Ned Kelly: Australian Iron Outlaw

Ned Kelly

Ned Kelly was expert with a ‘running-iron’ on stolen, unbranded stock, and was a deadly accurate shot with revolver or rifle. Surprisingly articulate for a self-educated man, he was clannish, loyal to his friends and supporters, and had a sardonic sense of humour. He became an outlaw, hunted for almost two years before he was shot down and hanged…

Books

Countless books, novels, periodicals, journals, magazines, screen plays, and the like have been written on Ned Kelly, Joe Byrne, Dan Kelly, and Steve Hart. Why, who, when, where, whatever. As long as it made a dollar for the author, which nearly all invariably have thanks to Australia and the rest of the world’s thirst for Kelly trivia…

Online

While attempting to list every web related document published in the name of Ned Kelly would result in a long stint inside a padded cell, we have tried to highlight online stories which can be accessed by a tap of the finger. Here you’ll find announcements, newspaper reports, etc., all eager to add – good or bad – to the ever expanding Kelly story…

Shop

We offer a range of quality books, clothing, and merchandise for Australian delivery only (international customers can purchase from our eBay store). All credit card transactions are handled securely by PayPal. All our items include free postage and handling. Your goods will be shipped once payment is confirmed. Please allow up to seven working days for your items to be delivered…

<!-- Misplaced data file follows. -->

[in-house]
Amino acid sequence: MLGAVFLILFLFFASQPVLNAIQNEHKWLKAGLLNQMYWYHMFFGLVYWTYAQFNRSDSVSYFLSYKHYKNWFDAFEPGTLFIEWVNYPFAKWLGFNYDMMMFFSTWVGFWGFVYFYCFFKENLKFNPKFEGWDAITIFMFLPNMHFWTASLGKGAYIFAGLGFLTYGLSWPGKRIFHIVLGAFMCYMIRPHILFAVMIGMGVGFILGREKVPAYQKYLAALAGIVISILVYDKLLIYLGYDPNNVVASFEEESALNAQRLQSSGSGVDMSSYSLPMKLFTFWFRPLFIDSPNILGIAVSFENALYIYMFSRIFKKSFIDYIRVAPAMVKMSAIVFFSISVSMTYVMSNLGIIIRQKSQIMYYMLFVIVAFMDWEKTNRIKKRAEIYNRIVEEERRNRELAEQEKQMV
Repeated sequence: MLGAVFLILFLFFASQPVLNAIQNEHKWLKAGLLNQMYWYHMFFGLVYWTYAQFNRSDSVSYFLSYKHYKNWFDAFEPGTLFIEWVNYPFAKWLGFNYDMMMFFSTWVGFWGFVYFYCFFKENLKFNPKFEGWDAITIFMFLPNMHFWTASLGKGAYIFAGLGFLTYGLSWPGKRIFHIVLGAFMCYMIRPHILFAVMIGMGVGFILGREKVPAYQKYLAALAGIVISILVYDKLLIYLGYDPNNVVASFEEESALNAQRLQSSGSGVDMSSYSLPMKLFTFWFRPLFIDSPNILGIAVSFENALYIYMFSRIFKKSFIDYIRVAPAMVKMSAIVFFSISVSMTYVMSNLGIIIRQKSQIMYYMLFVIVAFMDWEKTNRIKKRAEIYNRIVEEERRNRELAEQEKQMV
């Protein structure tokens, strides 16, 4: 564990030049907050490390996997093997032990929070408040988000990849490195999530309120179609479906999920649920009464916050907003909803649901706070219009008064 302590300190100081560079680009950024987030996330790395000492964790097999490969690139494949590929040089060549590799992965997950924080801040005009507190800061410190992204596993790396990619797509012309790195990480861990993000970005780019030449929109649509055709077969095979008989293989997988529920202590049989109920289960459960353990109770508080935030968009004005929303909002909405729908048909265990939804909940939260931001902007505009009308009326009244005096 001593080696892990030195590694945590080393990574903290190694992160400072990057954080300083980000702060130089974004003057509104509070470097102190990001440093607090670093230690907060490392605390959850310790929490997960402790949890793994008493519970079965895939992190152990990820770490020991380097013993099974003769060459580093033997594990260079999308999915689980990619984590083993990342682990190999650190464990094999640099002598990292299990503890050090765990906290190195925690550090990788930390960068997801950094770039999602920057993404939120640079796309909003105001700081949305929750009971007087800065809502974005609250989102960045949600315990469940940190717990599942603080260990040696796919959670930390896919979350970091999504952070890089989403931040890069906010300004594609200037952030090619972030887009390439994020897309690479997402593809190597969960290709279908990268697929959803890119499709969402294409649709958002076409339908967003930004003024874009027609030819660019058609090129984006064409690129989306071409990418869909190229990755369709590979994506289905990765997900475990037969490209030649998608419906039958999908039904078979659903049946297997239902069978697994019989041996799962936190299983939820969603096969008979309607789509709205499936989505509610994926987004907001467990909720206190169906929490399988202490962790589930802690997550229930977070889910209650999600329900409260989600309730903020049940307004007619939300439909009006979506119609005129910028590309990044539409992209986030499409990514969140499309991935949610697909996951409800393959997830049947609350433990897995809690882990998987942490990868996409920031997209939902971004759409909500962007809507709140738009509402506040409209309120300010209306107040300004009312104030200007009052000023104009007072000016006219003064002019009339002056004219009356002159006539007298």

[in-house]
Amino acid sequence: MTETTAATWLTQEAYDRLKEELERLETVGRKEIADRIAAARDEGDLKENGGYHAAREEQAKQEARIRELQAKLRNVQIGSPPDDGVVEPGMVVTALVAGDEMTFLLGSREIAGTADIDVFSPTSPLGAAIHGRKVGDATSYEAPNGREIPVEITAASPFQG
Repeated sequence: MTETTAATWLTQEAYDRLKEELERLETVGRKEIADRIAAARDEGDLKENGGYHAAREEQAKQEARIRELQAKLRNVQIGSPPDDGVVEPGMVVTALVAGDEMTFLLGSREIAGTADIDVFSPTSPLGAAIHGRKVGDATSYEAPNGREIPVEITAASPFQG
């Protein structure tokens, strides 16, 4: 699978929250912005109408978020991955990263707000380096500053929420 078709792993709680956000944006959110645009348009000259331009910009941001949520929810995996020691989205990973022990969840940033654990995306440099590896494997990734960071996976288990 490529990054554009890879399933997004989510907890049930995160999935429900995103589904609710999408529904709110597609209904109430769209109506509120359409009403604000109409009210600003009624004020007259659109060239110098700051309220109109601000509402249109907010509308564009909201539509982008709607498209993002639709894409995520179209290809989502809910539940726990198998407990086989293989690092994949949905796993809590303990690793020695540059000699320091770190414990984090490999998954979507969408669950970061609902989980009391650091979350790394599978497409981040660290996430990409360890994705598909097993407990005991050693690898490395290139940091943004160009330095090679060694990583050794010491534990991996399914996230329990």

The Gang

Joe Byrne, Dan Kelly and Steve Hart were part of the Kelly Gang because they happened to be around on the day of the Stringybark killings. On another day the gang could have been made up from an entirely different cast including Tom Lloyd, Ned’s cousin, or Wild Wright, Ned’s mischievous Mansfield mate, or even Aaron Sherritt

Art

Sidney Nolan began his best known series of works based on Ned Kelly and the bushranger legend in 1945, which were exhibited in Paris in 1948. For the next thirty years Nolan travelled and exhibited extensively. He donated many works throughout his later years, including the Kelly paintings to the National Gallery of Australia…

Writings

  • Tuesday, July 6th 1880

    Our Wangaratta correspondent writes:― “In order to show the manner and extent of the terrorism which has so long prevailed in this district, I may mention an occurrence which took place in the immediate neighbourhood of Wangaratta some months ago. Even now the facts have not been disclosed by the police, but there is no […]

  • Better Read Than Dead

    12th September 2007Would Ned Kelly have turned out like he did if he had attended the ‘working man’s college’ set up seven years after he was hanged? I’m not as smart as the eight academics sitting on the panel, but at a guess I’d ask … Are you serious?I could almost hear the loud moaning […]

  • Glenrowan Dinner Sieged Once More